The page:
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Discussion Starter #1
I recently bought a Sig Sauer P938 Sports model. Everything works well, but when I go to release the slide with a magazine in it, it becomes really difficult to release. I have to hold the slide a bit back in order to release the tension and have it release on its own. It only happens when I have a magazine in it. When I don't have a magazine in, it's a lot easier to release.

I know this might alleviate itself with a couple of hundred rounds during the break in period, but does anyone have any gunsmithing solutions to speed it up a little bit?
 

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I have the sport 13 model too, and with a full mag, either the 7 or the 6 the slide release is very tight and I normally slingshot the slide to load.

I have a few hundred down range and the p938 is still solid.

Keep the slide lubricated and the ramp cleaned.

Enjoy


Sent using Tapatalk
 

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Welcome from Florida! You're going to like it here.

I concur with bab2000.

You may be tempted to fudge with that spring, but I'd leave it alone. The slightest bend in those things ends up in a support call getting a replacement with Sig CS.

I too got the Sport 13 from the PSA deal a few weeks ago, and have 550 rounds downrange. I can tell you, the slidestop eases up quite nicely after a short break-in period. I originally stripped the entire gun down to the frame for the FrogLube treatment, but left that little spring alone (as well as the trigger), and am careful to go easy around it while cleaning after each range use. It's reportedly a bear to remove, and if you don't use a non-metal pic it is easy to scratch-up the frame trying to do so, while also slightly bending that spring. After cleaning, I "paint" on a little FL on the rails of the slide and rails on the frame, and a tiny bit on each side of the ambi-safety and a little on that spring in question...that's it. Slide that sucker a few times, and wipe off the FL that accumulates on the rails near the trigger...done.

I hope you're having the same great luck as I am with the Sport, but as I plan to pocket carry, I've purchased factory blackwood grips, as the Hogues are a little too thick at the bottom to reliably draw the gun from my front pocket. If the wooden grips are too slippery for the southern Florida humidity, I'll just get one of those tubular rubber anti-slip thingies for the handle.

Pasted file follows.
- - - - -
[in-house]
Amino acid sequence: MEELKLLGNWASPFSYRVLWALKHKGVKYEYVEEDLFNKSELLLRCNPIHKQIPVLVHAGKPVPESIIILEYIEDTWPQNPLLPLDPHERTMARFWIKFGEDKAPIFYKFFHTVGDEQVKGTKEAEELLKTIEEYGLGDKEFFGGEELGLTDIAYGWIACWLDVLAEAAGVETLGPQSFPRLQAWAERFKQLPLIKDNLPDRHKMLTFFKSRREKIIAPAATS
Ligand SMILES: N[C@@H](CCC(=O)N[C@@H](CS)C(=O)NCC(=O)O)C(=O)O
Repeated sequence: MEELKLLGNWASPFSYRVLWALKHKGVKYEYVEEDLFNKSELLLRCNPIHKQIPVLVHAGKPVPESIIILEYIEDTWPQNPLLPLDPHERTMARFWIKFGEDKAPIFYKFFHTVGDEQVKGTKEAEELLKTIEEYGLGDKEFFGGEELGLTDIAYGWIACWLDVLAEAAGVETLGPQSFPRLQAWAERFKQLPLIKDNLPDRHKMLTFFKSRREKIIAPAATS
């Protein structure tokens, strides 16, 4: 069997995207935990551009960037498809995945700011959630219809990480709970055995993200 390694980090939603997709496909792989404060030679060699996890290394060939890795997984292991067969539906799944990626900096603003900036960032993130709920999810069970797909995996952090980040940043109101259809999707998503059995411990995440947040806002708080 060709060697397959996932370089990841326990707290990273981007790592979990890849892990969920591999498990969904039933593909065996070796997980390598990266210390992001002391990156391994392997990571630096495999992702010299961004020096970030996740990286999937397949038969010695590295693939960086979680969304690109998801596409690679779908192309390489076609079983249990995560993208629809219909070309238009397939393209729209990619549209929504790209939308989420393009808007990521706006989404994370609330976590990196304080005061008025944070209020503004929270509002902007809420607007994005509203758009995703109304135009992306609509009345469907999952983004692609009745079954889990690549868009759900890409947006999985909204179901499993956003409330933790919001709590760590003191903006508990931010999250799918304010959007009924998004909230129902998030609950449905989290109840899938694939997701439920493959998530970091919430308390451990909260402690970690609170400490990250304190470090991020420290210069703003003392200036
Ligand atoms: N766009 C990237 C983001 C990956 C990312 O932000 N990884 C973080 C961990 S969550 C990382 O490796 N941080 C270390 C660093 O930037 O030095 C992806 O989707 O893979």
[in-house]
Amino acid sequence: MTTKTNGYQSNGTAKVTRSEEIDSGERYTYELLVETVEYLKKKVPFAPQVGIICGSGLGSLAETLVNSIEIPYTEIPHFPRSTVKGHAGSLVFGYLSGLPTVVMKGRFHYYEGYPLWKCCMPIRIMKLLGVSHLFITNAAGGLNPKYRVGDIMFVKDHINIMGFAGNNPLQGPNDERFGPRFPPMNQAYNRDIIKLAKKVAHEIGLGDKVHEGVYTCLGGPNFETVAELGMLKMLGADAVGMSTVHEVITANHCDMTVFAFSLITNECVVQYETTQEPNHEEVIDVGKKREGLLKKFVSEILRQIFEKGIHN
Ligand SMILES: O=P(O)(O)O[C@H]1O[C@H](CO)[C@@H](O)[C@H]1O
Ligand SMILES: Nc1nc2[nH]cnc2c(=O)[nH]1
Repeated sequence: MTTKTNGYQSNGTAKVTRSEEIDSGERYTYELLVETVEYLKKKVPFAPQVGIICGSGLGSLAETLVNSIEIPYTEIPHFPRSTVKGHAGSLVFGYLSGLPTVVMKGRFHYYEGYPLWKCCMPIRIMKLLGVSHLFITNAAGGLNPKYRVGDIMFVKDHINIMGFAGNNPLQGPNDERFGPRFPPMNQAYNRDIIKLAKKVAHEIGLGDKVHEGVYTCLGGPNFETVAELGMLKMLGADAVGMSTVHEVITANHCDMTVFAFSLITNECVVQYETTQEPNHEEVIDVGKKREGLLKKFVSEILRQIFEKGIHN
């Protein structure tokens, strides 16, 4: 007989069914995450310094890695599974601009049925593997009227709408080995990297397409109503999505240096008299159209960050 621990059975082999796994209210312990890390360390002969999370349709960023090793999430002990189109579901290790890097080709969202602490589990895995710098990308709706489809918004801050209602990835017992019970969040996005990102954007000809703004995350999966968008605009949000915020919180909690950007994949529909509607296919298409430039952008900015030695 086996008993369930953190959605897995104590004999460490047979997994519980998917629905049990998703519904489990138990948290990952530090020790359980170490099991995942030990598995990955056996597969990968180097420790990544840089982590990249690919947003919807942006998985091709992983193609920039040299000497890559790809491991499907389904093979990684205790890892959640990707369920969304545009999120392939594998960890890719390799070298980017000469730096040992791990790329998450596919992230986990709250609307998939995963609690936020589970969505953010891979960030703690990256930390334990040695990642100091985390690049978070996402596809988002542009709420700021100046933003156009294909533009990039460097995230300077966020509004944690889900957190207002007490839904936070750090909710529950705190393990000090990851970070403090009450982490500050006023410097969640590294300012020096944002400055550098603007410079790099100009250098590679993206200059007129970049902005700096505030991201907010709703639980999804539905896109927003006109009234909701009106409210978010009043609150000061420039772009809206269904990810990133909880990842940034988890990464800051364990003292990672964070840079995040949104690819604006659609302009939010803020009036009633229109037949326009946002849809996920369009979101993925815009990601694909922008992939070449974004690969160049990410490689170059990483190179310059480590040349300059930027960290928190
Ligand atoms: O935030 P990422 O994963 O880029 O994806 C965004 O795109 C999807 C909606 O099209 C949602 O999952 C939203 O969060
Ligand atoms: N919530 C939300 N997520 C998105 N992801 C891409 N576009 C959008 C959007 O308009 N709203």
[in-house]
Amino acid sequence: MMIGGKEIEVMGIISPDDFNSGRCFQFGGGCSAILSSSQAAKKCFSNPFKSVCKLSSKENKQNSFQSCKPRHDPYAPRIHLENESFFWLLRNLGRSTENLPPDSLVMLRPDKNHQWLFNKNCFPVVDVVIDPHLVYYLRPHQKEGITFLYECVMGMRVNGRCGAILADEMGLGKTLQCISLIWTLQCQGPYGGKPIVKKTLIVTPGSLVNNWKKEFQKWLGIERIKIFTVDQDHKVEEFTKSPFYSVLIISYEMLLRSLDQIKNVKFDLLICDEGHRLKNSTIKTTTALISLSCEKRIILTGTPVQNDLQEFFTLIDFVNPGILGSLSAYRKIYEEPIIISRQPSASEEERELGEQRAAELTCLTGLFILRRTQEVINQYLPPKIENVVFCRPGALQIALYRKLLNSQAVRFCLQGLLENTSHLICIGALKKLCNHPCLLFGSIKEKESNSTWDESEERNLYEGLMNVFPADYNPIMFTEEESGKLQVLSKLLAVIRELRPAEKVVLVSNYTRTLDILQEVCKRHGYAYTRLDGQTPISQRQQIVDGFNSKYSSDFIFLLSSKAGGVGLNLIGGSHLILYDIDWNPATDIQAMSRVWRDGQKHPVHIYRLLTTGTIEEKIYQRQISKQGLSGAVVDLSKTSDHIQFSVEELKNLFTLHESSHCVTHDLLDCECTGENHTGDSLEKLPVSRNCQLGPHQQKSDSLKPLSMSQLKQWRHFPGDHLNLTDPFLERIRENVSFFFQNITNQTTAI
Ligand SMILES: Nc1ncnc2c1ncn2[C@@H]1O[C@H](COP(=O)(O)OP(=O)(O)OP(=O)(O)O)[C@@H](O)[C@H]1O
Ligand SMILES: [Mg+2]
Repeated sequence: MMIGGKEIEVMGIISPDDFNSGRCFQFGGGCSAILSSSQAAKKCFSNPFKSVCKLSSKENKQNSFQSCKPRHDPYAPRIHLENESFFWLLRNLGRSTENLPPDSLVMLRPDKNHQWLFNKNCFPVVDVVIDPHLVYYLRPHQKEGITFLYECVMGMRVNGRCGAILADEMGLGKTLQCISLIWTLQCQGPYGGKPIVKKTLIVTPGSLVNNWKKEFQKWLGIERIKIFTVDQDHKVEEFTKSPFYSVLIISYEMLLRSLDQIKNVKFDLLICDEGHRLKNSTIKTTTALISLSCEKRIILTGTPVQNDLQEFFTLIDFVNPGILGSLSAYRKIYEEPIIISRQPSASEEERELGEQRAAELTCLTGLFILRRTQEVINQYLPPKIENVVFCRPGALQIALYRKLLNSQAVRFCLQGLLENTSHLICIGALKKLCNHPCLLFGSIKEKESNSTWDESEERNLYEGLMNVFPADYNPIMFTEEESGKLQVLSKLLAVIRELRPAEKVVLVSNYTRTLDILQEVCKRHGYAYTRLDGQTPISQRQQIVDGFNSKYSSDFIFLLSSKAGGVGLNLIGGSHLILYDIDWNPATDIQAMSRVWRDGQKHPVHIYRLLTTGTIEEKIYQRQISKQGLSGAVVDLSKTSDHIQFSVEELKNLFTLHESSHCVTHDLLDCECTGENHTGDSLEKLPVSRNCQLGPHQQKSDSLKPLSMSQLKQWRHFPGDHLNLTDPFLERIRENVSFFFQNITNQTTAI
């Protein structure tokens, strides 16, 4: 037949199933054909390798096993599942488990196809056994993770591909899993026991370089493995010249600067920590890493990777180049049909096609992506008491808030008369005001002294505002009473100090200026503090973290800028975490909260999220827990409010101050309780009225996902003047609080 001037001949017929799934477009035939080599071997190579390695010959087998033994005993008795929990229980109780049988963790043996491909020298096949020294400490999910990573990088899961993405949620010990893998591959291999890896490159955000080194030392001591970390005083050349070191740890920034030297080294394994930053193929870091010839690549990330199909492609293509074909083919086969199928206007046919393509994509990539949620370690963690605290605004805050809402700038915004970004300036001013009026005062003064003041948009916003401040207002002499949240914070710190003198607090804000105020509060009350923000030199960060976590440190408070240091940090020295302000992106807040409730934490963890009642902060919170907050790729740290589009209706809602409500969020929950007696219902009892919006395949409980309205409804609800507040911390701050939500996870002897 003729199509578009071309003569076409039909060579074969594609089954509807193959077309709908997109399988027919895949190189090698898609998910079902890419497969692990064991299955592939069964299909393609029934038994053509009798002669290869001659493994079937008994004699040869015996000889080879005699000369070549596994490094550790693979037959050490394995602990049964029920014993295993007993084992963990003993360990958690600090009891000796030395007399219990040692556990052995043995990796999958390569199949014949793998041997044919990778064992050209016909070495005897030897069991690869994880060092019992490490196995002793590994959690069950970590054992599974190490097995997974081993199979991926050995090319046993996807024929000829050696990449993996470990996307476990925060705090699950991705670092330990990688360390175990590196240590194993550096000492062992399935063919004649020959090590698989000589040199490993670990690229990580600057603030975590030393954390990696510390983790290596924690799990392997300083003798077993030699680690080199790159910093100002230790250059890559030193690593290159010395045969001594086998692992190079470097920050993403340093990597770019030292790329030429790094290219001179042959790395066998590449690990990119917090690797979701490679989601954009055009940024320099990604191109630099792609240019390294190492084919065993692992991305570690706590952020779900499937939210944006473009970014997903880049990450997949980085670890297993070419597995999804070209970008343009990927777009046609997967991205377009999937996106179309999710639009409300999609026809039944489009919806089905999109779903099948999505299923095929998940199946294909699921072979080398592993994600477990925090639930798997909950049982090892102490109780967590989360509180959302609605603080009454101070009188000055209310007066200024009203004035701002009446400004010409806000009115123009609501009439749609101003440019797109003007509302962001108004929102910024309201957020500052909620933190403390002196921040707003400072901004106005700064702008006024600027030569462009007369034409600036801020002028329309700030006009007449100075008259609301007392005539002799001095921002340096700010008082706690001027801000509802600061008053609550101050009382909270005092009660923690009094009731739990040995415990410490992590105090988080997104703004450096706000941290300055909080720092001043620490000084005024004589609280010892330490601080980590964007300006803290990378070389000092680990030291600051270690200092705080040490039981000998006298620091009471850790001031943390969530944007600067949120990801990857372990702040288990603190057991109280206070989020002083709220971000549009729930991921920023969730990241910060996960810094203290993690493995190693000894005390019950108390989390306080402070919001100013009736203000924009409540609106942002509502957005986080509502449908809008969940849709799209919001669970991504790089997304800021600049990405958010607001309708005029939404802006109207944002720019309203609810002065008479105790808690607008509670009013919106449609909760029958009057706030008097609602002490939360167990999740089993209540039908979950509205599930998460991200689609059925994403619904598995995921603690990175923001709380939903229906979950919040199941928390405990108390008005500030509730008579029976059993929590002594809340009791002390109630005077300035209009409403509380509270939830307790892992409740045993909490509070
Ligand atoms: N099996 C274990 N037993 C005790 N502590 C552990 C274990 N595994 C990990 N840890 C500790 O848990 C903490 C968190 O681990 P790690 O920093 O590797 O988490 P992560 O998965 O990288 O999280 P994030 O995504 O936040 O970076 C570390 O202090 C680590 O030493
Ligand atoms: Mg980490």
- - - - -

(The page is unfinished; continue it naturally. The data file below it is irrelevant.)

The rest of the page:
GL, and welcome again to Sigtalk! You'll learn a bunch here, but unfortunately it's going to cost you in the form of one to eight new Sig pistols in your not too distant future!


EDIT: I forgot to mention, instead of putting the "meat" of your thumb squarely on the release lever of the slide stop, get more leverage by concentrating your thumb on the back half or 1/3 of the "checkering" on the lever...it certainly makes a difference for me even now, after 3-4 weeks of practice.
 

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I recently bought a Sig Sauer P938 Sports model. Everything works well, but when I go to release the slide with a magazine in it, it becomes really difficult to release. I have to hold the slide a bit back in order to release the tension and have it release on its own. It only happens when I have a magazine in it. When I don't have a magazine in, it's a lot easier to release.

I know this might alleviate itself with a couple of hundred rounds during the break in period, but does anyone have any gunsmithing solutions to speed it up a little bit?
Also, FWIW, yes, the slide stop is way harder to drop when there is an unloaded mag in. Easy with a loaded mag, or no mag.

Not to start a war, but FWIW, I was taught to treat the slide stop as a slide STOP, not a slide release-round-chamberer, and that chambering a round should be done with a snappy slingshot to allow for a greater degree of forward force to chamber the round more reliably.

I know that there are differing opinions on that, so I am just passing that on for this thread. Not judging. Also, technique may vary for competition versus self-defense.
 

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While many people do it, its not the best way to chamber a round or at least thats how I was taught. S&W will tell you its a slide catch or slide stop lever NOT a slide release lever. Its better to sling shot the slide and use the lever to catch or hold the slide. Sige calls the part a slide catch lever.

Yes I know a lot of people do it and its ok but its not the best way to do something and do you really want the slide catch to be easier to release? That can lead to it not catching the slide when its supposed to.

YMMV these are my opinions.

Michael
 

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The best method is to sling shot the slide, for a good reason. Especially with the smaller pistols.

With a 5" barrel, the slide locks with the back of the slide well behind the round. Releasing the slide stop lets the slide pick up momentum before contacting the round.
The momentum of the slide ensures a proper chambering and full battery.

With a 3" barrel, the back of a locked slide is almost touching the round. Pulling the slide back another 1/2" to sling shot gives a little much needed momentum.
 

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Discussion Starter #7
I don't think I explained myself right. My issue is when the slide is locked, it's difficult for me to push the lever down and have it release itself. It becomes easier to do when there is no magazine in the gun when the slide is locked. How will the slingshot method help me relieve pressure so that I could push down the slide release lever with ease? There is a noticeable difference when the slide is locked and there is a magazine inside and without. I want to make it so that it's easy to active like when there isn't a magazine.